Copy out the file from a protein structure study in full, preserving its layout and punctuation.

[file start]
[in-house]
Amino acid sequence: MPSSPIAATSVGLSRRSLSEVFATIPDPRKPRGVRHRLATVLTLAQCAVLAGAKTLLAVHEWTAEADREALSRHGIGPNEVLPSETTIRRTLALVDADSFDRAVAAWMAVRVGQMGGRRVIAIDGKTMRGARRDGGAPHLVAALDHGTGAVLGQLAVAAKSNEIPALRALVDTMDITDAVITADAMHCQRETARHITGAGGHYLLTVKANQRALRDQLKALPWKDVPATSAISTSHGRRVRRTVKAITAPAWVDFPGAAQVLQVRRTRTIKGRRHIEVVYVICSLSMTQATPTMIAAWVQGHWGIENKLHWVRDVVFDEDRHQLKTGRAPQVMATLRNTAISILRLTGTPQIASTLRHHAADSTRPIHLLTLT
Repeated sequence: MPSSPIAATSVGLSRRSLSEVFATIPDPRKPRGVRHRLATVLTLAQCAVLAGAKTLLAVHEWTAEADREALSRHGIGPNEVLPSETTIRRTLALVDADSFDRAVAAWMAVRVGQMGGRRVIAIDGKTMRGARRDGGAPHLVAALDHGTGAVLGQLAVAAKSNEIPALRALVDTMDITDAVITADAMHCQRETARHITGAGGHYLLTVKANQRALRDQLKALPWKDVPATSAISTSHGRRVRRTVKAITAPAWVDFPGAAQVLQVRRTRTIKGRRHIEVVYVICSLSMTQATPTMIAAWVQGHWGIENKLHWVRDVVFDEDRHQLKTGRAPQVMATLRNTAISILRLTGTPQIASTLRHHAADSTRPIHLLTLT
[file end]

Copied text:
[in-house]
Amino acid sequence: MPSSPIAATSVGLSRRSLSEVFATIPDPRKPRGVRHRLATVLTLAQCAVLAGAKTLLAVHEWTAEADREALSRHGIGPNEVLPSETTIRRTLALVDADSFDRAVAAWMAVRVGQMGGRRVIAIDGKTMRGARRDGGAPHLVAALDHGTGAVLGQLAVAAKSNEIPALRALVDTMDITDAVITADAMHCQRETARHITGAGGHYLLTVKANQRALRDQLKALPWKDVPATSAISTSHGRRVRRTVKAITAPAWVDFPGAAQVLQVRRTRTIKGRRHIEVVYVICSLSMTQATPTMIAAWVQGHWGIENKLHWVRDVVFDEDRHQLKTGRAPQVMATLRNTAISILRLTGTPQIASTLRHHAADSTRPIHLLTLT
Repeated sequence: MPSSPIAATSVGLSRRSLSEVFATIPDPRKPRGVRHRLATVLTLAQCAVLAGAKTLLAVHEWTAEADREALSRHGIGPNEVLPSETTIRRTLALVDADSFDRAVAAWMAVRVGQMGGRRVIAIDGKTMRGARRDGGAPHLVAALDHGTGAVLGQLAVAAKSNEIPALRALVDTMDITDAVITADAMHCQRETARHITGAGGHYLLTVKANQRALRDQLKALPWKDVPATSAISTSHGRRVRRTVKAITAPAWVDFPGAAQVLQVRRTRTIKGRRHIEVVYVICSLSMTQATPTMIAAWVQGHWGIENKLHWVRDVVFDEDRHQLKTGRAPQVMATLRNTAISILRLTGTPQIASTLRHHAADSTRPIHLLTLT